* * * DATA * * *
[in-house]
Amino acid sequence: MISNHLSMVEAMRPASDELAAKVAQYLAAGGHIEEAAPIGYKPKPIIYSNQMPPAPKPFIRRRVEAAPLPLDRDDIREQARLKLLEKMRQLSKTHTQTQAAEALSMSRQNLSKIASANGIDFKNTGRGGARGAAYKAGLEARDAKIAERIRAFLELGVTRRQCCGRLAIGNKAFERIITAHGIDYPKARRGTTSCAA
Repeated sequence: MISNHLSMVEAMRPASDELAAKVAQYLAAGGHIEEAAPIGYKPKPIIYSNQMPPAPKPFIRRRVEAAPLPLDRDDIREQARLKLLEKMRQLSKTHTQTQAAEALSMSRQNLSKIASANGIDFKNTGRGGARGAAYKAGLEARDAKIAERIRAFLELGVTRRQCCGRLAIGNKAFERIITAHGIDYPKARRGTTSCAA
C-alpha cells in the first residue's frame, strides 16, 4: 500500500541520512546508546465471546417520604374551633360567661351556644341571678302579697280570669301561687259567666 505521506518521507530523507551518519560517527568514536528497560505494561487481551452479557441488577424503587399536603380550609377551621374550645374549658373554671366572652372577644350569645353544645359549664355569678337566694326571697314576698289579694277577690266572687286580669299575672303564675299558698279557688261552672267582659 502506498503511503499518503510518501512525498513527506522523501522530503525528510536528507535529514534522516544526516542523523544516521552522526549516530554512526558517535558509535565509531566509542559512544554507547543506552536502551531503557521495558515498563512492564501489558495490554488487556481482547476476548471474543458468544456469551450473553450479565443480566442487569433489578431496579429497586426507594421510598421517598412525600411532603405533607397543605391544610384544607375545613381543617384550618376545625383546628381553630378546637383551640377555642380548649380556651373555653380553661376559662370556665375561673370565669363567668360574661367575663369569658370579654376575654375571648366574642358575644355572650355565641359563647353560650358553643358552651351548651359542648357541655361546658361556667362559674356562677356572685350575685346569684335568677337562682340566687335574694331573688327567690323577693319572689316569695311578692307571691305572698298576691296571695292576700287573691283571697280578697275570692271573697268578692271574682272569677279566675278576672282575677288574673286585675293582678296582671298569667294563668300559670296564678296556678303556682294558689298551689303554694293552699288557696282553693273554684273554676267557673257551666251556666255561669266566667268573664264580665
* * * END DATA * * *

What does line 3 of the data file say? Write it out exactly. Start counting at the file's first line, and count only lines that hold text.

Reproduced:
Repeated sequence: MISNHLSMVEAMRPASDELAAKVAQYLAAGGHIEEAAPIGYKPKPIIYSNQMPPAPKPFIRRRVEAAPLPLDRDDIREQARLKLLEKMRQLSKTHTQTQAAEALSMSRQNLSKIASANGIDFKNTGRGGARGAAYKAGLEARDAKIAERIRAFLELGVTRRQCCGRLAIGNKAFERIITAHGIDYPKARRGTTSCAA